Mario Balotelli: Production in Euro 2012 Validates Mercurial Personality

Ian HanfordFeatured ColumnistJune 28, 2012

WARSAW, POLAND - JUNE 28:  Mario Balotelli (R) of Italy celebrates with team-mate Claudio Marchisio after scoring his team's second goal as Philipp Lahm of Germany shows his dejection during the UEFA EURO 2012 semi final match between Germany and Italy at the National Stadium on June 28, 2012 in Warsaw, Poland.  (Photo by Michael Regan/Getty Images)
Michael Regan/Getty Images

Mario Balotelli isn't always the nicest guy, the hardest worker or the easiest player to manage, but he scores goals. After Italy's 2-1 victory over Germany in the Euro 2012 semifinals, Balotelli has three goals in five games.

He is one of the world's most dynamic talents, but also one of the world's biggest thorns. He runs his mouth, makes errant decisions and only plays when he wants to play. Everything is on his terms, but when a player is this talented he can do things like that.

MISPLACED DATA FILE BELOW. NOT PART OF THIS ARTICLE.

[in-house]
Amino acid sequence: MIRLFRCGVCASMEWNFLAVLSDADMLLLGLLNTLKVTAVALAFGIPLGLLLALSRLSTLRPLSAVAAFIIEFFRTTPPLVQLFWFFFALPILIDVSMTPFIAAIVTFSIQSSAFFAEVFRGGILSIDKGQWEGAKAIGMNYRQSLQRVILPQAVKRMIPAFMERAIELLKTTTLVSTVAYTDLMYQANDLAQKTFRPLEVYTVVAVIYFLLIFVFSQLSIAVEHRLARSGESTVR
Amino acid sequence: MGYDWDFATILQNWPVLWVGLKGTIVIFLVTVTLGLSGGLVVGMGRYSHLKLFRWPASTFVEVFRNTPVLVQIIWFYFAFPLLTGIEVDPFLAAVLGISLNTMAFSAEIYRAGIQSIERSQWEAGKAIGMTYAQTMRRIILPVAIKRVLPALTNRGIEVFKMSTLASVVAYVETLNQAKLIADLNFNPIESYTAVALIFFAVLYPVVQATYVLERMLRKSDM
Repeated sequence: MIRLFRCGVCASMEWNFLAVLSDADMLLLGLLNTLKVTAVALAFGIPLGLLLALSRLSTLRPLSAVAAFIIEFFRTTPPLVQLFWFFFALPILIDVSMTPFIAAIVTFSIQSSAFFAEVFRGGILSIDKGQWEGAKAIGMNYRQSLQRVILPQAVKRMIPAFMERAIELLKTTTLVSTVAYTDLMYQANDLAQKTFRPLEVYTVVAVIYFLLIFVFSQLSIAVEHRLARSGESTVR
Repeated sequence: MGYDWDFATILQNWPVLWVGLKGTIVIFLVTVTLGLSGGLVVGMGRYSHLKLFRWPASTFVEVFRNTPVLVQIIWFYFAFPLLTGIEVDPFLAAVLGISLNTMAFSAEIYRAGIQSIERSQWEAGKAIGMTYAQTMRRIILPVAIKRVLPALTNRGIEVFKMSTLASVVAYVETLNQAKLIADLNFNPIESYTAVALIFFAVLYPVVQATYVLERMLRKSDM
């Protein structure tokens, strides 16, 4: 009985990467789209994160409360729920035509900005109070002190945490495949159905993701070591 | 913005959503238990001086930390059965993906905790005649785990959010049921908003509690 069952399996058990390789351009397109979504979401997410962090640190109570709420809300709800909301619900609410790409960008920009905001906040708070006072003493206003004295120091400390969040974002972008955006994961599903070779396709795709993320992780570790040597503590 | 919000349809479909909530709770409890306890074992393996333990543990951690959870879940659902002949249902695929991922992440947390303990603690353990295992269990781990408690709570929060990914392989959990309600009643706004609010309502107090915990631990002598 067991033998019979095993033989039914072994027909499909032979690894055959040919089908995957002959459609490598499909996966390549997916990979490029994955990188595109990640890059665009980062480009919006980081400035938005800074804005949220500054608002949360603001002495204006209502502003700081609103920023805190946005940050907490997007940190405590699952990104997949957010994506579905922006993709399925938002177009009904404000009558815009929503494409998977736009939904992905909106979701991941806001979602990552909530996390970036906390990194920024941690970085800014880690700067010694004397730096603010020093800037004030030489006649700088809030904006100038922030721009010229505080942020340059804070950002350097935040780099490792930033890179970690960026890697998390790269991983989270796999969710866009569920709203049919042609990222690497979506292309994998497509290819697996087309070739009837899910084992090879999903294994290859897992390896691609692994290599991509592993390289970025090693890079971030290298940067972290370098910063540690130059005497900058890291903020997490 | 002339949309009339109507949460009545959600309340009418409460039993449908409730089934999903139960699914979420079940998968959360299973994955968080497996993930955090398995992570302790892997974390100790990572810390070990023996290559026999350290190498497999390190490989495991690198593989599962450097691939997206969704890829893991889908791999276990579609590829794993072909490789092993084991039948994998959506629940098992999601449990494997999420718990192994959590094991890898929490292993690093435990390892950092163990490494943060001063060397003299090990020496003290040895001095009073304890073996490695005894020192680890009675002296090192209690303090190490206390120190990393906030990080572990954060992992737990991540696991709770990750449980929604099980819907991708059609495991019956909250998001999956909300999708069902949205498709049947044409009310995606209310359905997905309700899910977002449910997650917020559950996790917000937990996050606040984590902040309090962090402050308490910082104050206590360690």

Every sport has a handful of "diva" attitudes. Wide receivers in the NFL, pitchers in baseball and virtually every basketball player in the world has a tremendous ego. Soccer players are no different, and Balotelli takes the cake.

In this case though, his production outweighs everything. Italy doesn't have a dynamic scorer outside of his presence at the top of their attack. They have significant amounts of distributors (headlined by Andrea Pirlo), but Balotelli is their most lethal goal-scorer.

Balotelli's two goals in the Euro semifinals validate his play. He stepped up for his underdog side and delivered the biggest performance of his tournament. His first goal showed good awareness. His second goal came off a wonderful through ball and finish past Manuel Neuer.

He focused enough to penetrate the German defense and he did his job when it mattered the most. That's the true mark of a player on any stage.

Balotelli is always going to be himself. His brash personality is always going to alienate a certain sector of the soccer world, but Italy won't mind in the end.

This 21-year-old striker is headed for a decorated career, a multitude of sound bytes and a world-renowned reputation. Some of it may be good and some of it may be bad, but, with this kind of talent you're willing to sit back and watch it happen.